When trading on an exchange, investors either enter a bid price (if they are buying) or an ask price (if they are selling). When a bid and ask price meet at an agreed price, a trade takes place. In other words, if you are willing to pay 24 cents per share for a stock, and someone is willing to sell shares of the same stock for 24 cents, you will exchange the shares for the cash.

At any one time there are usually several buy orders and sell orders all at different prices for a given stock. However, when you check a stock quote you will only see the highest bid price and the lowest ask price, representing the most that investors are willing to pay for the shares, and the lowest price at which shareholders are willing to sell, respectively.

Due to the ‘best price’ priority, your order to buy stock will not get filled until all buy orders of a higher price are filled first. Similarly, your sell orders will not get filled until sell orders of a lower price are filled.

For orders to buy (or sell) stock that are entered at the same price as other similar orders, preference will be given by the exchange in the order in which they were received.

Unfilled Orders

Due to the above mentioned ranking order, and the often light volume of shares trading, you may not always get your order filled. You may put in an order to buy at a certain price, and find that the shares did not trade at that price during the duration of your order, and therefore you did not make the transaction. There will be no broker fee when no trade takes place.

Partial Fills

You may also find that you got your order partially filled. You may want 8000 shares of a stock, but only get 2000. This is because only 2000 shares were available at the price you had stipulated. This applies to both buying and selling. If you notice that this may be the case mid-day, you can respond by adjusting the price of your order to ensure you trade all the shares you want. You will not get an extra commission for that. However, if your order spans several days and is partly filled on more than one day, you will get a commission charge from your broker each day you trade shares.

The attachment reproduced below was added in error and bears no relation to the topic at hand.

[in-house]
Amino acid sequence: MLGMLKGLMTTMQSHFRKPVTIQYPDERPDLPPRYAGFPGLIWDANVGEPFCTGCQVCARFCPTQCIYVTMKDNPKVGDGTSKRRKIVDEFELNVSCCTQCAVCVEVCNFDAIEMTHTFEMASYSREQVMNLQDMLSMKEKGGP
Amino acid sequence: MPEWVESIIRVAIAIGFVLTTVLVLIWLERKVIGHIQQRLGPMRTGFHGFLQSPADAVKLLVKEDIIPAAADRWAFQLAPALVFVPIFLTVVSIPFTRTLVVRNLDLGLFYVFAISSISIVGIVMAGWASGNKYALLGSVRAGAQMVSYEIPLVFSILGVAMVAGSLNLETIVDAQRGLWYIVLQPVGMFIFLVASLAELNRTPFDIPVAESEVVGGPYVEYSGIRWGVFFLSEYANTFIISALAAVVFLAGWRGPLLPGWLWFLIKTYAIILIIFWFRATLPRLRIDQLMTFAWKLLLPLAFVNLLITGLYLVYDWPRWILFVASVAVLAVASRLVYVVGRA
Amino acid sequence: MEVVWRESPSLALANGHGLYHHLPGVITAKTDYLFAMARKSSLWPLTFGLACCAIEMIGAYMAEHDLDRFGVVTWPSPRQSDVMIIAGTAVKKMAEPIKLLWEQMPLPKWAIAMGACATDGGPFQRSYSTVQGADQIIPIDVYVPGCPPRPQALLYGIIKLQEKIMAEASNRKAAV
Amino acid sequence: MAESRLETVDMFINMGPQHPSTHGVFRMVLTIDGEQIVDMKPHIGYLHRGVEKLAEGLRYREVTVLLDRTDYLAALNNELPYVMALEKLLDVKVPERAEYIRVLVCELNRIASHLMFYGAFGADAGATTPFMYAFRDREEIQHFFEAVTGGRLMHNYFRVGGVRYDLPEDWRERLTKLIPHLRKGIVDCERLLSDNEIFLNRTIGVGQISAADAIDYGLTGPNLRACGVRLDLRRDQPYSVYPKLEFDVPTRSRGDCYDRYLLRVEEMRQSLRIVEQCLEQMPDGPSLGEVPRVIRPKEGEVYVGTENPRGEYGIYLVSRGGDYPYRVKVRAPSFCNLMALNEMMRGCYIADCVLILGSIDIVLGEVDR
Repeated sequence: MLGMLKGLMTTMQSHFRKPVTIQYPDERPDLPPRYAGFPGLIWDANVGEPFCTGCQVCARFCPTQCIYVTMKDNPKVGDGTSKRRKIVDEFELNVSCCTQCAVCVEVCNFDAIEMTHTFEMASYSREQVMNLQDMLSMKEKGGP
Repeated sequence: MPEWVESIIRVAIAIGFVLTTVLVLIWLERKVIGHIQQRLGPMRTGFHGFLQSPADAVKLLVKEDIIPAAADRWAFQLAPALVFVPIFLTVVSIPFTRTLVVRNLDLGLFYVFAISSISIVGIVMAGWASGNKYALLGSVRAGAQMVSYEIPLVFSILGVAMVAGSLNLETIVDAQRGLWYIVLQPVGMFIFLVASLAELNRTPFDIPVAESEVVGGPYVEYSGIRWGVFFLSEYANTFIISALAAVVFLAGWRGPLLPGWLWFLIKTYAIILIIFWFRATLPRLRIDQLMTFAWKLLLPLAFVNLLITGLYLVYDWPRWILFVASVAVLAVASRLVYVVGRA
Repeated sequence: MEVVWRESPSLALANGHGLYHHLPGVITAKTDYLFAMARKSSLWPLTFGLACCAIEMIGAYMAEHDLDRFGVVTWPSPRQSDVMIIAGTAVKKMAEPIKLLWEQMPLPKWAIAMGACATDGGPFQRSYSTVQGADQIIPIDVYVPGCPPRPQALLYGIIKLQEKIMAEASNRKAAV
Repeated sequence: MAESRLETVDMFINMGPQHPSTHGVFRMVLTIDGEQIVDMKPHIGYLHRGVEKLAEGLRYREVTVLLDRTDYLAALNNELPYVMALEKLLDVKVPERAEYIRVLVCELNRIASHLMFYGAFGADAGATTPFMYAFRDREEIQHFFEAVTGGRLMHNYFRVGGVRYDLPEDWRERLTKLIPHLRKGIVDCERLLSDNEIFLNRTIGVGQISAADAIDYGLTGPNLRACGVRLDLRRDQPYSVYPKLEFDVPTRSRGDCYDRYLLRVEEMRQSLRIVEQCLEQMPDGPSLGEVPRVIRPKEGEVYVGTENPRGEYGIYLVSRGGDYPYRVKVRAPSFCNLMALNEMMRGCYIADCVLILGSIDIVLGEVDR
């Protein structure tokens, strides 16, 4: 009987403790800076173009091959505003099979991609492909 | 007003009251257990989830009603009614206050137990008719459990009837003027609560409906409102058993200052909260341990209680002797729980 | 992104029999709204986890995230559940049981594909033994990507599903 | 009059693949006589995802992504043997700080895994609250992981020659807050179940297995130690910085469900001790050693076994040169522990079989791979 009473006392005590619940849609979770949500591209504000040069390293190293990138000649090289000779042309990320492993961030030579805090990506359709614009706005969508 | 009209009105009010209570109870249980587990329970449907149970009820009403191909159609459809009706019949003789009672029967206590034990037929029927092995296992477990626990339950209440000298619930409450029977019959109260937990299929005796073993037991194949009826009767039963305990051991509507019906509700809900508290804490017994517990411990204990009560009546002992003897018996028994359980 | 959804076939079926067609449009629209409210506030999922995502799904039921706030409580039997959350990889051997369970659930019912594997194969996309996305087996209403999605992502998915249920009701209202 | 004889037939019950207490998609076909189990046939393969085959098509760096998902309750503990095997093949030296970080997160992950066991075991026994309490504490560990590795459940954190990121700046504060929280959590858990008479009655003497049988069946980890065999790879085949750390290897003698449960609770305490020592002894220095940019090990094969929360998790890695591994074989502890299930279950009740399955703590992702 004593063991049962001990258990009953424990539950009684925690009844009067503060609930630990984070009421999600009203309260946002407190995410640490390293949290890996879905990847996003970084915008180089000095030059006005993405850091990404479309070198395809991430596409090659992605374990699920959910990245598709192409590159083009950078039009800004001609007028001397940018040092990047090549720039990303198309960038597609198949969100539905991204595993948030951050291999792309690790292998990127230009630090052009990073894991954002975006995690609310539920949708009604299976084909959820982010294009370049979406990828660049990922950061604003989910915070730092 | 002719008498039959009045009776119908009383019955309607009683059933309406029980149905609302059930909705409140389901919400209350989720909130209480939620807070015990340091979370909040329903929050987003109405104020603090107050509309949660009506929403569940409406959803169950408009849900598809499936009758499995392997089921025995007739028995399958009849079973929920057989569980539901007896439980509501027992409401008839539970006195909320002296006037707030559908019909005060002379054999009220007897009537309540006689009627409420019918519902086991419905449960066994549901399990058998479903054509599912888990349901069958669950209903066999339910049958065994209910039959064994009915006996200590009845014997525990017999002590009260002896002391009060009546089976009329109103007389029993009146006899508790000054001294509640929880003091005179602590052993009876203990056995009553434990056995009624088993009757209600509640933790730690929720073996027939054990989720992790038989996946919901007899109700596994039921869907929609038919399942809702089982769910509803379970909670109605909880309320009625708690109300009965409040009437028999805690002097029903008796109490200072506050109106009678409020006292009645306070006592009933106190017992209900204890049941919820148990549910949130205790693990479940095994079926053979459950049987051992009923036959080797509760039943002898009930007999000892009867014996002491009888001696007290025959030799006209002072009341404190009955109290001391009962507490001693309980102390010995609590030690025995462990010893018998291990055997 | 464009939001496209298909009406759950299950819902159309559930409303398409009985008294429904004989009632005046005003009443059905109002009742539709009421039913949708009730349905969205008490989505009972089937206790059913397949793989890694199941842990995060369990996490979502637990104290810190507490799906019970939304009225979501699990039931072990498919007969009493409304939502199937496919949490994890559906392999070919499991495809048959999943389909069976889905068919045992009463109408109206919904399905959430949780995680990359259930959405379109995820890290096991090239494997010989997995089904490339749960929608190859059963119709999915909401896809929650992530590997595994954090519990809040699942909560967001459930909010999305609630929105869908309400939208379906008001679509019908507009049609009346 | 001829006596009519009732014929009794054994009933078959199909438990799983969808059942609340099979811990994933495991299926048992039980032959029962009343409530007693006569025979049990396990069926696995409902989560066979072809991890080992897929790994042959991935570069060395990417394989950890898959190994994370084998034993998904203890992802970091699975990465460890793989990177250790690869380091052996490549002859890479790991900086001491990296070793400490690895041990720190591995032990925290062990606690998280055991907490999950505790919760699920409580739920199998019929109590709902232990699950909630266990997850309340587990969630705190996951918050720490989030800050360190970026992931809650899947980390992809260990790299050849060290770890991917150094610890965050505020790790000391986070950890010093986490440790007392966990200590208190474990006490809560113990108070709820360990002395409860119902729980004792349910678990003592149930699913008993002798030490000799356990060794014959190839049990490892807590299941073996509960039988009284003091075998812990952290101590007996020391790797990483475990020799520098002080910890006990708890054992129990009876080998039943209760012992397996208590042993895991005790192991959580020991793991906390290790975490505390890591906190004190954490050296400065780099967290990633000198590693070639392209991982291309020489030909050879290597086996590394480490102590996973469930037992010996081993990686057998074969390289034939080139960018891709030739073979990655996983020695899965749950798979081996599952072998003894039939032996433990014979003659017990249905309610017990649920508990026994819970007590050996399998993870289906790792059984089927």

Canceling and Changing Open Orders

Buy and sell orders can be canceled or changed during their duration. Consult your broker for more information about changing open orders.

Ian Fleming – James Bond’s Creator

Ian Lancaster Fleming (1908-1964), the author of the James Bond 007 novels, was the grandson of a Scottish banker and the son of a Conservative MP (Member of Parliament). His father died in the first world war. In his will, he bequeathed his property to his widow on condition she never remarries.

Ian’s youth was inauspicious. He was expelled from Eton following a sexual liaison with a girl. He left Sandhurst without obtaining an officer’s rank, having been caught violating the curfew. He continued his education in Kitzbuhel, Austria, in Munich and in Geneva where he studied languages. But the chain of disappointments continued apace. He failed in a Foreign Service exam and had to join Reuters as a journalist. There he successfully covered a spy trial in Russia (1929-32).

He then joined a British investment bank as a stockbroker and moved to live in a converted temple in Belgravia, a fashionable district of London, where he entertained the members of the Le Cercle Gastronomique et des Jeux de Hasard.

In 1939, Fleming took on an assignment for The Times in Moscow – in effect a cover. He was spying for the Foreign Office and later for Naval Intelligence where he attained the rank of Commander.

During the second world war, he worked from room number 39 in the Admiralty building in Whitehall as assistant to Admiral John Godfrey. He was involved in the evacuation of Dieppe in 1940, in the smuggling of King Zog out of Albania and in setting up the Office for Special Services, the precursor of the CIA.

As commander of the 30th Assault Unit, he sometimes operated behind the German lines, trying to secure important documents and files from destruction. But, mostly, he directed the Unit’s operations from London.

When the war was over, he built a house – Goldeneye – in Jamaica. He worked for the Kemsley group of papers and vacationed every winter in the island.